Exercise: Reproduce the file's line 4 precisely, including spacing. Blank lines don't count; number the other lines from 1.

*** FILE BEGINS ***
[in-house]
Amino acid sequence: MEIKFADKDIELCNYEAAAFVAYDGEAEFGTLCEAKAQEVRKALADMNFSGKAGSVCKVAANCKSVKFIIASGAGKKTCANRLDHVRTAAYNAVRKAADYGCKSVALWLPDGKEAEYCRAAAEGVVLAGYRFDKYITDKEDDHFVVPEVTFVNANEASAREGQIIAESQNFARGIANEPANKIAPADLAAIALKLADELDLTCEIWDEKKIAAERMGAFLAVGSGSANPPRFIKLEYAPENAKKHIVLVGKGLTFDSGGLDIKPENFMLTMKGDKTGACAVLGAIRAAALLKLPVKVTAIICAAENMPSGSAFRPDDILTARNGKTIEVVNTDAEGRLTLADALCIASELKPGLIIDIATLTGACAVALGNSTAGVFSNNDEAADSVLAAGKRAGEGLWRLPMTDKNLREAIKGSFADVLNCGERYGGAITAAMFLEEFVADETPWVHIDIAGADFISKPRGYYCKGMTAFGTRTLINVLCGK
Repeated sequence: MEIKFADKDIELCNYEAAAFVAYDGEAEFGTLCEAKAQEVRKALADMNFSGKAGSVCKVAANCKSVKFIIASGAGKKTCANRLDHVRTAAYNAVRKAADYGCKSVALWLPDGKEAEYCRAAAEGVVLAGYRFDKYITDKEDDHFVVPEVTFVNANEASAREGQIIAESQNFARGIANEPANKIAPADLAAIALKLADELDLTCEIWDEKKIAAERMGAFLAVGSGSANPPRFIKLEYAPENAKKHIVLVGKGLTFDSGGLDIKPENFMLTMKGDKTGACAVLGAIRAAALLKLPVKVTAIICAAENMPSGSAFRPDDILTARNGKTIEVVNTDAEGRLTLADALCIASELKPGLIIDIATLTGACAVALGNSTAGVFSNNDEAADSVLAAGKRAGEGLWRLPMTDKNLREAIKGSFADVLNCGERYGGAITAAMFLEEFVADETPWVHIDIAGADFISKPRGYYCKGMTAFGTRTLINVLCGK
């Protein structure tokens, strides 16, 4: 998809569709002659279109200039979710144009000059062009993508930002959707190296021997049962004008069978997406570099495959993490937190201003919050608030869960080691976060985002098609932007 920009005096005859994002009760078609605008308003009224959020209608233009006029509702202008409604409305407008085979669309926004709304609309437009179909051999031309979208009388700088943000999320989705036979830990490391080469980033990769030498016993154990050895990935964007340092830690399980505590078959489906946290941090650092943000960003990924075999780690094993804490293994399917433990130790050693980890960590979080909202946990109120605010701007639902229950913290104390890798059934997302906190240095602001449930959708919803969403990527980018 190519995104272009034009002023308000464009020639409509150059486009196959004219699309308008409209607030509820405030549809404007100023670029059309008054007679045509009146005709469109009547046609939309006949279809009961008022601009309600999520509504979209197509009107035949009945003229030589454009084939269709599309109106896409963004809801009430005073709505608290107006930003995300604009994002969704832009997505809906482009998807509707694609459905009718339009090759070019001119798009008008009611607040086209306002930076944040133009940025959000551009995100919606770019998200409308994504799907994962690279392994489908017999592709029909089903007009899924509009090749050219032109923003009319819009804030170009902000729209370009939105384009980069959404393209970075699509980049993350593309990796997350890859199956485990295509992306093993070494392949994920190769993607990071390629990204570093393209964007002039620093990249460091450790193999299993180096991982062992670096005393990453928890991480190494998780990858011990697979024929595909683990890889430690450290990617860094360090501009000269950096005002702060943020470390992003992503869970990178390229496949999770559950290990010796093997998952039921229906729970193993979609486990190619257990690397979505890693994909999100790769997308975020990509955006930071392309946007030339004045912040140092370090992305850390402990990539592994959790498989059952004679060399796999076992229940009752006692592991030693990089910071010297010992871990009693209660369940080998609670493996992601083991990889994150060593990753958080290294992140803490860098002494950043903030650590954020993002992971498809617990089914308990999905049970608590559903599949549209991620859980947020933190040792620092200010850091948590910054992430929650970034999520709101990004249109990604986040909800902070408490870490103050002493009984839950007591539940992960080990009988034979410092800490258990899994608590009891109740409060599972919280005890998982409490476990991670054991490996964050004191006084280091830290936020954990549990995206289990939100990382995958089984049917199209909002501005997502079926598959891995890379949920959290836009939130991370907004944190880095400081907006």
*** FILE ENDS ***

């Protein structure tokens, strides 16, 4: 998809569709002659279109200039979710144009000059062009993508930002959707190296021997049962004008069978997406570099495959993490937190201003919050608030869960080691976060985002098609932007 920009005096005859994002009760078609605008308003009224959020209608233009006029509702202008409604409305407008085979669309926004709304609309437009179909051999031309979208009388700088943000999320989705036979830990490391080469980033990769030498016993154990050895990935964007340092830690399980505590078959489906946290941090650092943000960003990924075999780690094993804490293994399917433990130790050693980890960590979080909202946990109120605010701007639902229950913290104390890798059934997302906190240095602001449930959708919803969403990527980018 190519995104272009034009002023308000464009020639409509150059486009196959004219699309308008409209607030509820405030549809404007100023670029059309008054007679045509009146005709469109009547046609939309006949279809009961008022601009309600999520509504979209197509009107035949009945003229030589454009084939269709599309109106896409963004809801009430005073709505608290107006930003995300604009994002969704832009997505809906482009998807509707694609459905009718339009090759070019001119798009008008009611607040086209306002930076944040133009940025959000551009995100919606770019998200409308994504799907994962690279392994489908017999592709029909089903007009899924509009090749050219032109923003009319819009804030170009902000729209370009939105384009980069959404393209970075699509980049993350593309990796997350890859199956485990295509992306093993070494392949994920190769993607990071390629990204570093393209964007002039620093990249460091450790193999299993180096991982062992670096005393990453928890991480190494998780990858011990697979024929595909683990890889430690450290990617860094360090501009000269950096005002702060943020470390992003992503869970990178390229496949999770559950290990010796093997998952039921229906729970193993979609486990190619257990690397979505890693994909999100790769997308975020990509955006930071392309946007030339004045912040140092370090992305850390402990990539592994959790498989059952004679060399796999076992229940009752006692592991030693990089910071010297010992871990009693209660369940080998609670493996992601083991990889994150060593990753958080290294992140803490860098002494950043903030650590954020993002992971498809617990089914308990999905049970608590559903599949549209991620859980947020933190040792620092200010850091948590910054992430929650970034999520709101990004249109990604986040909800902070408490870490103050002493009984839950007591539940992960080990009988034979410092800490258990899994608590009891109740409060599972919280005890998982409490476990991670054991490996964050004191006084280091830290936020954990549990995206289990939100990382995958089984049917199209909002501005997502079926598959891995890379949920959290836009939130991370907004944190880095400081907006």